Every child dreams of having an exciting, glamorous career when they grow up — imagining that they could be tomorrow’s police officers, astronauts or delegates from Burkina Faso.
Now out of the backyard, Yale students are still fantasizing about their dream careers. The Yale Model Congress, Model United Nations and Mock Trial teams all attempt to recreate the experience of the real thing, trading the glory of the Capitol rotunda, the General Assembly, and the witness chair for a dusty classroom in Lindsly-Chittenden Hall.
Unlike the pretend politicos in the Model United Nations and Model Congress, the mock trial team avoids affairs of state and tries to give Yale students the experience of the courtroom. In February, Yale’s four mock trial teams will vie for spots at national competitions in glamorous hotspots like Iowa and Minneapolis.
“It’s just like a real trial,” team president David Butkiewicz ’03 said. “There are opening arguments, testimony, cross examinations and closing arguments.”
Some teams see little distinction between a mock trial and the real thing. Dan Connolly LAW ’03 , a coach for Mock Trial, recalled the intense preparation of a the geriatric member of a competing team.
“There was a guy we were competing against this year in his 50s. He got kind of intense at times,” Connolly said. “He brought in props and visual aids.”
Connolly said that the Yale team doesn’t take itself quite so seriously.
“We’re a lot more low-key,” Connolly said. “If we can’t sketch something on a piece of cardboard, we don’t usually do it.”
Even at the height of competition, the team tries to keep a sense of humor.
“Last year at national competition one of our members showed up to the last round of competition drunk,” coach Paul Kaufman LAW ’03 said. “And he did very well.”
The Yale International Relations Association hosts a competition of its own each year– one presumably less drenched in alcohol.
The Model U.N. competition gives high schoolers the chance to respond at a moment’s notice to a “crisis” — but adds the fun of sleep deprivation. At its annual conference for high school students, held this weekend, club members sometimes wake up students in the middle of the night to deal with imaginary international incidents, said Jonah Schulhofer-Wohl ’03, a member of the Yale International Relations Association. Last year, weary students discussed a conflict between India and Pakistan until the wee hours of the morning.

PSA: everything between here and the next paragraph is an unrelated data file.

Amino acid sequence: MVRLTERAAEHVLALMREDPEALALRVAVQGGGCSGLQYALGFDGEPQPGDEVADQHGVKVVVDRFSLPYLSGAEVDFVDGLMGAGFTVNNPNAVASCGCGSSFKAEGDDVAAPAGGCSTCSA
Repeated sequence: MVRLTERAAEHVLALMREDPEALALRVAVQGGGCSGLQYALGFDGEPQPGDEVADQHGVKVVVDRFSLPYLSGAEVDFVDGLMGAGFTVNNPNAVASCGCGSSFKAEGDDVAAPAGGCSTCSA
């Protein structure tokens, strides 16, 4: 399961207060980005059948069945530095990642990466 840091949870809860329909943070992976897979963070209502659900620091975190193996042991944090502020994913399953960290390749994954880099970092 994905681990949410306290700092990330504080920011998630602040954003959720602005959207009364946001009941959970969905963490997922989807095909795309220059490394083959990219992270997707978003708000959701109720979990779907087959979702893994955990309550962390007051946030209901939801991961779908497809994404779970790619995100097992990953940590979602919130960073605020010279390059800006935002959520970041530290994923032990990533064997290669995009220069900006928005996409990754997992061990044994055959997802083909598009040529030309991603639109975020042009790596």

Every year, the conference attracts high school students from all over the United States. Like the real United Nations, foreign delegations let the Americans pretend they care about what other countries think — several teams from England crossed the Atlantic to attend this year’s tournament, Schulhofer-Wolf said.
“The goal is to come to a better understanding of international affairs,” Schulhofer-Wolf said.
And the Yale Model Congress hosts several hundred high school students every year at a four-day conference in November. The students are divided into committees to debate bills they wrote. Yale students act as committee chairs.
As in Model U.N., the junior Ted Kennedy’s ability to think on their toes is put to the test when a crisis forces the Congress into an “emergency session.”
“The president of Model Congress talks about the crisis,” Muscat said. “The president urges the members of Congress to come up with solutions.”
Not all the students take the Congress sessions seriously, said Melissa Muscat ’03, who served as Model Congress attorney general and treasurer her sophomore and junior year.
“In every committee there’s always that person who wants the gavel [the award for the best speaker],” Muscat said. “[And] there are always the kids who come just for a weekend away from home.”
The bills the Congress debate run the gamut. Many involve terrorism and the economy. However, by the end of the weekend, thoughts turn to war with a dangerous and arrogant nation. As the Congress session closes, Muscat said, bored students mostly just want to invade Canada.